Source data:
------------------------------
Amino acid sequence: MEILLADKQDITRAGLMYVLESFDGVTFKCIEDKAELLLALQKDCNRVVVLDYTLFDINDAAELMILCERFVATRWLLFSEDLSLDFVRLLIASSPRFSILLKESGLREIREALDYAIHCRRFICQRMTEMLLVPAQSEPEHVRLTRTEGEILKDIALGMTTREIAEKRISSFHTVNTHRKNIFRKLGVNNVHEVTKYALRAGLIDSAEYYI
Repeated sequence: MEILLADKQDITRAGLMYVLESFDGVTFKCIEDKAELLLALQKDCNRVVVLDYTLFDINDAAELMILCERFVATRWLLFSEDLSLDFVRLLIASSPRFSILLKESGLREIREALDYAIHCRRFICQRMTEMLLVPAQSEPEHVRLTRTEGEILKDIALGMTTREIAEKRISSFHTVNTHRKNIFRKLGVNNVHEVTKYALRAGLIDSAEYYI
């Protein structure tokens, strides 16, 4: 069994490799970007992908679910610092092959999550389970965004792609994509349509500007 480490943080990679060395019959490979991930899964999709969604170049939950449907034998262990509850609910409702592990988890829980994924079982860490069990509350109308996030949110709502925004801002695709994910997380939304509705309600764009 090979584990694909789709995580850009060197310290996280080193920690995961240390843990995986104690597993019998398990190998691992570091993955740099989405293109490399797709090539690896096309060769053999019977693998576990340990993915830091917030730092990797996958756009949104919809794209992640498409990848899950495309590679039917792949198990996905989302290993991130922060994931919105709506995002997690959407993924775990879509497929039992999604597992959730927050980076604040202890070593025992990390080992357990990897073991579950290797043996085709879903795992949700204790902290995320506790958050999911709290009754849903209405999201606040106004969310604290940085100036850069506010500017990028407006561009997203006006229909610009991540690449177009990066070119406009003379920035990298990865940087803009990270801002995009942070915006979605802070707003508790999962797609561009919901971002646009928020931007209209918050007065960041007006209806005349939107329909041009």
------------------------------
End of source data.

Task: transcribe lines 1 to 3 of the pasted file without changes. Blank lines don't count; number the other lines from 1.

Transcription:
Amino acid sequence: MEILLADKQDITRAGLMYVLESFDGVTFKCIEDKAELLLALQKDCNRVVVLDYTLFDINDAAELMILCERFVATRWLLFSEDLSLDFVRLLIASSPRFSILLKESGLREIREALDYAIHCRRFICQRMTEMLLVPAQSEPEHVRLTRTEGEILKDIALGMTTREIAEKRISSFHTVNTHRKNIFRKLGVNNVHEVTKYALRAGLIDSAEYYI
Repeated sequence: MEILLADKQDITRAGLMYVLESFDGVTFKCIEDKAELLLALQKDCNRVVVLDYTLFDINDAAELMILCERFVATRWLLFSEDLSLDFVRLLIASSPRFSILLKESGLREIREALDYAIHCRRFICQRMTEMLLVPAQSEPEHVRLTRTEGEILKDIALGMTTREIAEKRISSFHTVNTHRKNIFRKLGVNNVHEVTKYALRAGLIDSAEYYI
């Protein structure tokens, strides 16, 4: 069994490799970007992908679910610092092959999550389970965004792609994509349509500007 480490943080990679060395019959490979991930899964999709969604170049939950449907034998262990509850609910409702592990988890829980994924079982860490069990509350109308996030949110709502925004801002695709994910997380939304509705309600764009 090979584990694909789709995580850009060197310290996280080193920690995961240390843990995986104690597993019998398990190998691992570091993955740099989405293109490399797709090539690896096309060769053999019977693998576990340990993915830091917030730092990797996958756009949104919809794209992640498409990848899950495309590679039917792949198990996905989302290993991130922060994931919105709506995002997690959407993924775990879509497929039992999604597992959730927050980076604040202890070593025992990390080992357990990897073991579950290797043996085709879903795992949700204790902290995320506790958050999911709290009754849903209405999201606040106004969310604290940085100036850069506010500017990028407006561009997203006006229909610009991540690449177009990066070119406009003379920035990298990865940087803009990270801002995009942070915006979605802070707003508790999962797609561009919901971002646009928020931007209209918050007065960041007006209806005349939107329909041009």